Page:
Pentagram’s newest partner adopts a spatial approach to graphic design and building brand identities that go way beyond logos.
Pentagram, the world’s largest independent design consultancy, applies the same unconventional thinking to its infrastructure as it does to its many client projects all over the globe. Natasha Jen, the firm’s newest hire (and first intern to return as a partner), explains that though partners do collaborate informally with one another, “it’s like running your own business.” Given that Jen only started her own practice, Njenworks, in 2010 following stints at Base, 2x4, and SYPartners, working with the “tremendous scale” of Pentagram is, she says, an “obvious” honor.
The self-described architecture enthusiast, who has worked with Rem Koolhaas’s venerated Office for Metropolitan Architec- ture, OMA offshoot REX, and experimental architecture firm SOFTlab, sees graphic design as complementary to the built world. Jen’s first order of business at Pentagram (carried over from Njenworks) is a commission from fashion company Kate Spade that reimagines the brand’s retail facade “over different spatial conditions” by developing a system of parts that can be deployed into different graphic and architectural configurations.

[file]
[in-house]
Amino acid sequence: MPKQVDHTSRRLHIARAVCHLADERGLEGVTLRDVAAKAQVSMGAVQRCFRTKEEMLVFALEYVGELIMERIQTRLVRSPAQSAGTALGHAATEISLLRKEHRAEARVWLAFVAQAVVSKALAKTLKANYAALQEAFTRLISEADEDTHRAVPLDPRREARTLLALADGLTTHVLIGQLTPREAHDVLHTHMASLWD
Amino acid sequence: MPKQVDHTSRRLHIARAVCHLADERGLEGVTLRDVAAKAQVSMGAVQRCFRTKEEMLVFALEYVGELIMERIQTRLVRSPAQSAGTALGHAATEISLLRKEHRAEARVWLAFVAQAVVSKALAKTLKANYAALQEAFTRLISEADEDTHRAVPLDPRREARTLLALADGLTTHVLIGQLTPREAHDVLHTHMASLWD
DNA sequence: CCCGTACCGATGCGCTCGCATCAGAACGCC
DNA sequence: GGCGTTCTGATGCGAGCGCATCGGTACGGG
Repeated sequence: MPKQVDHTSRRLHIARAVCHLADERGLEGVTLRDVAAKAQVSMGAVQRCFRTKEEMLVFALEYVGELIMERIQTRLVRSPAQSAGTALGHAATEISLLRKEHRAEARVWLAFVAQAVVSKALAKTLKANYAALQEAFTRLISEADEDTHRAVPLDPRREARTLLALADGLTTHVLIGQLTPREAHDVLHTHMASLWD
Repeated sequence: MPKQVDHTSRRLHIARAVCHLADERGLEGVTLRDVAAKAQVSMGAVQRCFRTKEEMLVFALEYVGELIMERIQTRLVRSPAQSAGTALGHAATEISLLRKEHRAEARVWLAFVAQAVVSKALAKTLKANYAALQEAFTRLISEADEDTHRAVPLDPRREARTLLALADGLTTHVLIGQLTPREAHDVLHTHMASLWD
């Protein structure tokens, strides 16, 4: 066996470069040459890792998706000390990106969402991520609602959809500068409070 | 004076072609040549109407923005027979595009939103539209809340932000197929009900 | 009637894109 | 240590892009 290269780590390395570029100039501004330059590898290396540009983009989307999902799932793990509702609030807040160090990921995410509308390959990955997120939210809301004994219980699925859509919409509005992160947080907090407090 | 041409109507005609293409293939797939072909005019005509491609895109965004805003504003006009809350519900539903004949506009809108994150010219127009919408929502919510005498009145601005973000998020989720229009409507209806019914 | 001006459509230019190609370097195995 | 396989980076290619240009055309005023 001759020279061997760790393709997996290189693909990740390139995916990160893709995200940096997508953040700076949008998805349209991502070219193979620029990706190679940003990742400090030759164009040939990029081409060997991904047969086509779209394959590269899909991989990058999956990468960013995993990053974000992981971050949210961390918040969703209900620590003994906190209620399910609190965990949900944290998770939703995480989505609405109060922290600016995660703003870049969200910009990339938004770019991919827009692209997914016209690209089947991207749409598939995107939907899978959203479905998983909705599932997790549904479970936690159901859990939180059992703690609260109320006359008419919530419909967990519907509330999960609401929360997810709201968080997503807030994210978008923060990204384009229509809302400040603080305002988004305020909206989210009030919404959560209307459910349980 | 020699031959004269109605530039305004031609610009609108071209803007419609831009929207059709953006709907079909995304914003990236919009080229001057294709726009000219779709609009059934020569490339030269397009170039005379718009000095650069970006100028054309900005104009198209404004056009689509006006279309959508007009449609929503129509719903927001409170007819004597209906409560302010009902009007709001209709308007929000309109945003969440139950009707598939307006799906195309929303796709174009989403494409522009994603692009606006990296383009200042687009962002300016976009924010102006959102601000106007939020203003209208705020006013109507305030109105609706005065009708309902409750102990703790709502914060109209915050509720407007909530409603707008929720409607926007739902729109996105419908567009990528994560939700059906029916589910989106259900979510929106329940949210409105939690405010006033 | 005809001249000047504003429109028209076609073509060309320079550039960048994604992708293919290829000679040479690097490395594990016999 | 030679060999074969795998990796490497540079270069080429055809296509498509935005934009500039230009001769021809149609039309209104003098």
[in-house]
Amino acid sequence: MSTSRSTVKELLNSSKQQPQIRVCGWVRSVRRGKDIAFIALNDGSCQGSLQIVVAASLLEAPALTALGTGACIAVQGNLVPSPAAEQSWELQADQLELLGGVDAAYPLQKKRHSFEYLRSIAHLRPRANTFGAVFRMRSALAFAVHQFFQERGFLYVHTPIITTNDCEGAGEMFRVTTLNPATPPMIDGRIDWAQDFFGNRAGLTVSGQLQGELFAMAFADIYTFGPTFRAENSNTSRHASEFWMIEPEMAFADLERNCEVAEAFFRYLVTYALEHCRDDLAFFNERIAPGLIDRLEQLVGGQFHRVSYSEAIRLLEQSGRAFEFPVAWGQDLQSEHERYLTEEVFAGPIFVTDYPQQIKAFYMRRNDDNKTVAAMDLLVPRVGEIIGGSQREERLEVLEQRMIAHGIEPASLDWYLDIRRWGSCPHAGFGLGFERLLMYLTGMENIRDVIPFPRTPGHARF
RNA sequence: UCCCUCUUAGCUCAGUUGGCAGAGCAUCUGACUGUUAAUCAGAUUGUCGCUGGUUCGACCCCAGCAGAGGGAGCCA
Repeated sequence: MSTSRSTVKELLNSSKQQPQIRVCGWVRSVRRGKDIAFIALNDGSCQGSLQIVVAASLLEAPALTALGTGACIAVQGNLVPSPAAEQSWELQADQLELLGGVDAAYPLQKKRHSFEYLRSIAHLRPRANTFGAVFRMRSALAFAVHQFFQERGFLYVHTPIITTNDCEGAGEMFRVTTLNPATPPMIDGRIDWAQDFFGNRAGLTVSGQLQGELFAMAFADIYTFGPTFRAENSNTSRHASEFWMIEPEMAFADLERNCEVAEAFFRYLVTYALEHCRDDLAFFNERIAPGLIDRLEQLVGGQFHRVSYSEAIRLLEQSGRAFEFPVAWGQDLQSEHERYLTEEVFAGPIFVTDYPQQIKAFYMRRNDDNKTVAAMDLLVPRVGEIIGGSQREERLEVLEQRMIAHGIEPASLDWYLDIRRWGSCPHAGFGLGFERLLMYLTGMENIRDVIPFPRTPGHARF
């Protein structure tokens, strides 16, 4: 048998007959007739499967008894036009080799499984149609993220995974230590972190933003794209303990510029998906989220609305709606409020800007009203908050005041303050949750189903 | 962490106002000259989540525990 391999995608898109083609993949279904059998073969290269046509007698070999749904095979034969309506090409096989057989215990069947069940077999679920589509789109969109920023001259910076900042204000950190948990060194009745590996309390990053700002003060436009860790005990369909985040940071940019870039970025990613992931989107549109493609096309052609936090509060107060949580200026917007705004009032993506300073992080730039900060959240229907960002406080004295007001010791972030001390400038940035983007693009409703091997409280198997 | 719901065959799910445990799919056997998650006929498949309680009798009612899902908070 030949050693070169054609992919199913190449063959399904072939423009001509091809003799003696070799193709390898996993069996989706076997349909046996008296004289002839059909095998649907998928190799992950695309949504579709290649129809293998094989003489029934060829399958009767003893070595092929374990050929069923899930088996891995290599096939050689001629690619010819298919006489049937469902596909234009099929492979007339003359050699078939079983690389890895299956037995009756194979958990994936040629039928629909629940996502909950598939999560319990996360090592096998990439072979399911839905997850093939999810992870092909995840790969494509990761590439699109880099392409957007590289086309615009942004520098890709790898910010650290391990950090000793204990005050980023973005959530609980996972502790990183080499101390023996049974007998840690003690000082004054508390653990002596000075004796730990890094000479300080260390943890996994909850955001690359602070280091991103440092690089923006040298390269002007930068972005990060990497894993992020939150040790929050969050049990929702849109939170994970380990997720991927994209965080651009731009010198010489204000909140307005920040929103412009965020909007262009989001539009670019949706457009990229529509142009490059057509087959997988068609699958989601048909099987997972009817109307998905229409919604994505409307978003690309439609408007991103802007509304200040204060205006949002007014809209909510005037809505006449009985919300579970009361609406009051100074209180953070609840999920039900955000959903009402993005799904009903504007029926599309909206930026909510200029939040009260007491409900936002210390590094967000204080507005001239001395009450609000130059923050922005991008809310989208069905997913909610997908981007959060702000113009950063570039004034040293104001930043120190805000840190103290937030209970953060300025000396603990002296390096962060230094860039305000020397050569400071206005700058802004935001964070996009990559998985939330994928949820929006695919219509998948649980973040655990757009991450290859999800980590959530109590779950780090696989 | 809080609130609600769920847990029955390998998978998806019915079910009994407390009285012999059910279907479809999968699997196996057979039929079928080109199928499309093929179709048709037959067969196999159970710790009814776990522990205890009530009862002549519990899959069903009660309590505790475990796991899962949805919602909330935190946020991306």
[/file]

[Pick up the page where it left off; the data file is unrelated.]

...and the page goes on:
Jen is concerned with the interpretative quality of design, rather than adhering to a stylistic category, explaining, “My approach is more or less like a collagist, as I like to draw references from a diverse mixture of sources and create something new.” Regardless of media type—be it digital, print, or interface design for an Android smartphone, which she worked on at Njenworks—Jen sees the future of design as less compartmentalized. “I do enjoy working within these conventions,” she says, “but I think the boundary between the physical and digital world will soften.”